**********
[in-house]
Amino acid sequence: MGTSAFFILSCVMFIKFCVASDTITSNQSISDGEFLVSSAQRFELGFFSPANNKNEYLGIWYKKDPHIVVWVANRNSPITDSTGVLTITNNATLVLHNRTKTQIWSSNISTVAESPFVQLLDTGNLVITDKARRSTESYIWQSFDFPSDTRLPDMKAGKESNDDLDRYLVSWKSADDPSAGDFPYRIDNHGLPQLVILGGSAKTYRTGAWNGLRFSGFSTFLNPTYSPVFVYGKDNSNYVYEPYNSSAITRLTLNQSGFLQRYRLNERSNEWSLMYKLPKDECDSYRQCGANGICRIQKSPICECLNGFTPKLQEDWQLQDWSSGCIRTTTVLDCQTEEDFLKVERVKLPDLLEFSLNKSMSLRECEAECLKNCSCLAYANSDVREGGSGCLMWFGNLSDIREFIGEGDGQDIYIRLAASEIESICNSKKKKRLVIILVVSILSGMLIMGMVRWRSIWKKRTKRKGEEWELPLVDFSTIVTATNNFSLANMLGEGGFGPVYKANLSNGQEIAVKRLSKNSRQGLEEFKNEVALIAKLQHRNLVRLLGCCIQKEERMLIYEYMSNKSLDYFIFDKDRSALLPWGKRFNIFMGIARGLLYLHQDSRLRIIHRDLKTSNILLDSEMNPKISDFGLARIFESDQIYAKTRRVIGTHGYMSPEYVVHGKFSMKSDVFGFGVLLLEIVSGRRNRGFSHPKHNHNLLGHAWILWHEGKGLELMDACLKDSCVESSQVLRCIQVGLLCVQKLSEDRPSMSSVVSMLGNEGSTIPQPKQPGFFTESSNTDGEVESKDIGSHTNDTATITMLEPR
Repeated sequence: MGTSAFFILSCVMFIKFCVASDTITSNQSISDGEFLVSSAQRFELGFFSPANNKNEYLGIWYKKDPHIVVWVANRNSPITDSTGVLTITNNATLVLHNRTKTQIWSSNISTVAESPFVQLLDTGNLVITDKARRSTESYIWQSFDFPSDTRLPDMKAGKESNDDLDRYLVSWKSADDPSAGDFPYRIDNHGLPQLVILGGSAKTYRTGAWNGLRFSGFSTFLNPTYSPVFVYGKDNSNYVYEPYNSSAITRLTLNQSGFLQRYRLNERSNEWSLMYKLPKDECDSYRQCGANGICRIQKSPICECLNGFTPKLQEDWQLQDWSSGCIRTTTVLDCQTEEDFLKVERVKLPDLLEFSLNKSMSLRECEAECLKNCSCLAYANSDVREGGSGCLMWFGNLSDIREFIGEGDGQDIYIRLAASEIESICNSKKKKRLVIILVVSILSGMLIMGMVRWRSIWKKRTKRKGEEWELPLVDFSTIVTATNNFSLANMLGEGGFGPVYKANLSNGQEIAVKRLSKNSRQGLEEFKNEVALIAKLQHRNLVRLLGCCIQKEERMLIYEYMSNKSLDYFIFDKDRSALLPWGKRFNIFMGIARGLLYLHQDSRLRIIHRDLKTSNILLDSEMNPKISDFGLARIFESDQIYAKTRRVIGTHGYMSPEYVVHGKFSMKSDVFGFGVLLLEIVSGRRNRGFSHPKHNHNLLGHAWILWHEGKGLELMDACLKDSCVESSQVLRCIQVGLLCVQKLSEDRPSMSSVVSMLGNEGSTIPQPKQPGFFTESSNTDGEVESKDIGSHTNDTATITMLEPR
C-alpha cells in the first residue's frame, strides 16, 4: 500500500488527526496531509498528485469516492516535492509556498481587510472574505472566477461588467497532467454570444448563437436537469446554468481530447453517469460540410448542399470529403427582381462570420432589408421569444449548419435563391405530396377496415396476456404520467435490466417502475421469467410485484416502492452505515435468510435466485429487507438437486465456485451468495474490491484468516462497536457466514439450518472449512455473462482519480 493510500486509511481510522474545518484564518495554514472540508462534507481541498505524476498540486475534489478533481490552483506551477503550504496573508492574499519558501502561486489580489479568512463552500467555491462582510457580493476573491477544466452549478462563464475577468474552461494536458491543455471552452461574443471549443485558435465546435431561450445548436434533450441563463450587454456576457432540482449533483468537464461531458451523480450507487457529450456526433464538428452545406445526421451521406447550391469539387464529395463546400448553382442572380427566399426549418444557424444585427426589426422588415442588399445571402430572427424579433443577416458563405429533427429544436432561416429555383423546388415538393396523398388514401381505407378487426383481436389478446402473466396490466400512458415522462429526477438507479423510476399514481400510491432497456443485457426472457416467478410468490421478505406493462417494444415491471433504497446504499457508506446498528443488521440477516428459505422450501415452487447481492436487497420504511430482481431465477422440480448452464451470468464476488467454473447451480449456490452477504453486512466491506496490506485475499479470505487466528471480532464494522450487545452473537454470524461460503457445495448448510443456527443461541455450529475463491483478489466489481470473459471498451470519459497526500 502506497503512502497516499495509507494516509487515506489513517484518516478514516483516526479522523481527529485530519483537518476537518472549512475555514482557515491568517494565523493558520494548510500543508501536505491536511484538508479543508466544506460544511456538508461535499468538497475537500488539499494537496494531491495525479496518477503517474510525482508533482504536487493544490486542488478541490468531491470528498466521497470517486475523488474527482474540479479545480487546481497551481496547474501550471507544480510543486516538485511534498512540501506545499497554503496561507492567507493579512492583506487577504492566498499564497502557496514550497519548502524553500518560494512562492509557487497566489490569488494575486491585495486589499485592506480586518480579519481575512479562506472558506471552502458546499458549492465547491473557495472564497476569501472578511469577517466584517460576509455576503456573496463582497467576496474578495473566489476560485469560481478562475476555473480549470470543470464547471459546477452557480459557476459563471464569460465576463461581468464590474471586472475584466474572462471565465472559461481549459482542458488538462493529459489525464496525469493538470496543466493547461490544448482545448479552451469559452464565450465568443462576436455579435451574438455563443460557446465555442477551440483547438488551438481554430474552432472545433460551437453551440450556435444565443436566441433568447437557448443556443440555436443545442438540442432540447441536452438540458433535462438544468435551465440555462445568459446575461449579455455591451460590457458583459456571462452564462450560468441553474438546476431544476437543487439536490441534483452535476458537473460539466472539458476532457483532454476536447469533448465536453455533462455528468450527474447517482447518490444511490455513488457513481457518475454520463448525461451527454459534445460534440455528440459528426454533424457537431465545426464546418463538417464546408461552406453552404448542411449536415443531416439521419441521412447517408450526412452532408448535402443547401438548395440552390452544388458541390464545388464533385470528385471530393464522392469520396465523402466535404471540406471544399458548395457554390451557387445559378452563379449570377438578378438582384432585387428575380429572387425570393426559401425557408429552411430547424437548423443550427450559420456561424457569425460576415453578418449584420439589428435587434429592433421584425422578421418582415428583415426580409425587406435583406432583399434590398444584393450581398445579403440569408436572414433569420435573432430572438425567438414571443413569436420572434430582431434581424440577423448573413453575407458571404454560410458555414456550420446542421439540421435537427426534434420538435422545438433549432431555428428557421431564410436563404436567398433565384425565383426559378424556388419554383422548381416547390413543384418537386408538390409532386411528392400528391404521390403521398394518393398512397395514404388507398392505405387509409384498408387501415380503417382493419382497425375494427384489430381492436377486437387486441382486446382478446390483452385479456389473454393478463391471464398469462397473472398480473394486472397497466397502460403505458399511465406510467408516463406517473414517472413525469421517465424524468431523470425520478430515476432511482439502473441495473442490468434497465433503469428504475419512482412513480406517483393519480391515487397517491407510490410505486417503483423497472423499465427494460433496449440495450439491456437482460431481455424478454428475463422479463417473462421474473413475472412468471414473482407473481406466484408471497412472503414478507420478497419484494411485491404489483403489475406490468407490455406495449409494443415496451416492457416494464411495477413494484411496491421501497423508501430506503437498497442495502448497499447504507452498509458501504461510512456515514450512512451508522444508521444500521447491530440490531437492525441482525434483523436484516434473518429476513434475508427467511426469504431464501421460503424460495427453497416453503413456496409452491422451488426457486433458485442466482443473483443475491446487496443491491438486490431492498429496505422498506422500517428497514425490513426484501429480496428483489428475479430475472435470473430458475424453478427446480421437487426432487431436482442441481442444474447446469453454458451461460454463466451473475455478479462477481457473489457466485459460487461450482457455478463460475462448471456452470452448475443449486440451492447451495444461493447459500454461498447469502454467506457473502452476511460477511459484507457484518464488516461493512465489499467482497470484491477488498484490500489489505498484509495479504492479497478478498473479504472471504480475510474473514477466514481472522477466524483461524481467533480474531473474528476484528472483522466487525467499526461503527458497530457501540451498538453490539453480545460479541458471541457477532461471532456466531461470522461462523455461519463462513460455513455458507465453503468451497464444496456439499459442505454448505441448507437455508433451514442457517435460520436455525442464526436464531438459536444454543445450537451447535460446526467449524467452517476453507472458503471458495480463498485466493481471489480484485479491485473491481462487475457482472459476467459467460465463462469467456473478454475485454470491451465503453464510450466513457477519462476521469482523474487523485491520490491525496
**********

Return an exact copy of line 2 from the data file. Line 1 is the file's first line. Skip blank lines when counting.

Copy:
Amino acid sequence: MGTSAFFILSCVMFIKFCVASDTITSNQSISDGEFLVSSAQRFELGFFSPANNKNEYLGIWYKKDPHIVVWVANRNSPITDSTGVLTITNNATLVLHNRTKTQIWSSNISTVAESPFVQLLDTGNLVITDKARRSTESYIWQSFDFPSDTRLPDMKAGKESNDDLDRYLVSWKSADDPSAGDFPYRIDNHGLPQLVILGGSAKTYRTGAWNGLRFSGFSTFLNPTYSPVFVYGKDNSNYVYEPYNSSAITRLTLNQSGFLQRYRLNERSNEWSLMYKLPKDECDSYRQCGANGICRIQKSPICECLNGFTPKLQEDWQLQDWSSGCIRTTTVLDCQTEEDFLKVERVKLPDLLEFSLNKSMSLRECEAECLKNCSCLAYANSDVREGGSGCLMWFGNLSDIREFIGEGDGQDIYIRLAASEIESICNSKKKKRLVIILVVSILSGMLIMGMVRWRSIWKKRTKRKGEEWELPLVDFSTIVTATNNFSLANMLGEGGFGPVYKANLSNGQEIAVKRLSKNSRQGLEEFKNEVALIAKLQHRNLVRLLGCCIQKEERMLIYEYMSNKSLDYFIFDKDRSALLPWGKRFNIFMGIARGLLYLHQDSRLRIIHRDLKTSNILLDSEMNPKISDFGLARIFESDQIYAKTRRVIGTHGYMSPEYVVHGKFSMKSDVFGFGVLLLEIVSGRRNRGFSHPKHNHNLLGHAWILWHEGKGLELMDACLKDSCVESSQVLRCIQVGLLCVQKLSEDRPSMSSVVSMLGNEGSTIPQPKQPGFFTESSNTDGEVESKDIGSHTNDTATITMLEPR